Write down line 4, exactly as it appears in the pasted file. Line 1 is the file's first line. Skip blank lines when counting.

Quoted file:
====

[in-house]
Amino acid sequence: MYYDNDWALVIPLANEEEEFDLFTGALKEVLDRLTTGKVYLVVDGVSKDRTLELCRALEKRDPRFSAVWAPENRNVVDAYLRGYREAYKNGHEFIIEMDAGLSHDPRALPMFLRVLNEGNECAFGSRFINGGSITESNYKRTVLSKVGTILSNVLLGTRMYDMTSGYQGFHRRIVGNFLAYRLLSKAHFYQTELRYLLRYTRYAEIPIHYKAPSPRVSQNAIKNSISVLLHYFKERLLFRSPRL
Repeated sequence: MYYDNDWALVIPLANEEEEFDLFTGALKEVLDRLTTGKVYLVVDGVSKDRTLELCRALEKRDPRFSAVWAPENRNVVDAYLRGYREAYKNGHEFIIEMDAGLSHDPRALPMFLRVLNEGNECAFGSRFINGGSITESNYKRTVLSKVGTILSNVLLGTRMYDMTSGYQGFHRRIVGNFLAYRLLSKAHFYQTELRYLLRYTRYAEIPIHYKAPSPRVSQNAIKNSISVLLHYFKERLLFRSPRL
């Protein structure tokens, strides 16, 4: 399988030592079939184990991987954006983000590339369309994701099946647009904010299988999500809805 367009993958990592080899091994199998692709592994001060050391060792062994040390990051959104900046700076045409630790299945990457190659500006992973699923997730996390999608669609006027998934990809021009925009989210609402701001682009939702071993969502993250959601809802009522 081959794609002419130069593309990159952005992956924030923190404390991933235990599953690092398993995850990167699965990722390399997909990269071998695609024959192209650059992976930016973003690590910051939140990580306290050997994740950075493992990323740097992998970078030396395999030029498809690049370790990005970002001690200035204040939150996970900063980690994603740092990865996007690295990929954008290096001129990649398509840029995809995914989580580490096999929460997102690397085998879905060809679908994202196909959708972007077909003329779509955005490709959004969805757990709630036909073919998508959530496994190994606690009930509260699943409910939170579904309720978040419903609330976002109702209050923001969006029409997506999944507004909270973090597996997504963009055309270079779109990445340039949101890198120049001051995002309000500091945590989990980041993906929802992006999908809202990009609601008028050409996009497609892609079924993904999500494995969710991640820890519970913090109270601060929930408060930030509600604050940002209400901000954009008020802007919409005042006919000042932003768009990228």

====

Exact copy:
């Protein structure tokens, strides 16, 4: 399988030592079939184990991987954006983000590339369309994701099946647009904010299988999500809805 367009993958990592080899091994199998692709592994001060050391060792062994040390990051959104900046700076045409630790299945990457190659500006992973699923997730996390999608669609006027998934990809021009925009989210609402701001682009939702071993969502993250959601809802009522 081959794609002419130069593309990159952005992956924030923190404390991933235990599953690092398993995850990167699965990722390399997909990269071998695609024959192209650059992976930016973003690590910051939140990580306290050997994740950075493992990323740097992998970078030396395999030029498809690049370790990005970002001690200035204040939150996970900063980690994603740092990865996007690295990929954008290096001129990649398509840029995809995914989580580490096999929460997102690397085998879905060809679908994202196909959708972007077909003329779509955005490709959004969805757990709630036909073919998508959530496994190994606690009930509260699943409910939170579904309720978040419903609330976002109702209050923001969006029409997506999944507004909270973090597996997504963009055309270079779109990445340039949101890198120049001051995002309000500091945590989990980041993906929802992006999908809202990009609601008028050409996009497609892609079924993904999500494995969710991640820890519970913090109270601060929930408060930030509600604050940002209400901000954009008020802007919409005042006919000042932003768009990228």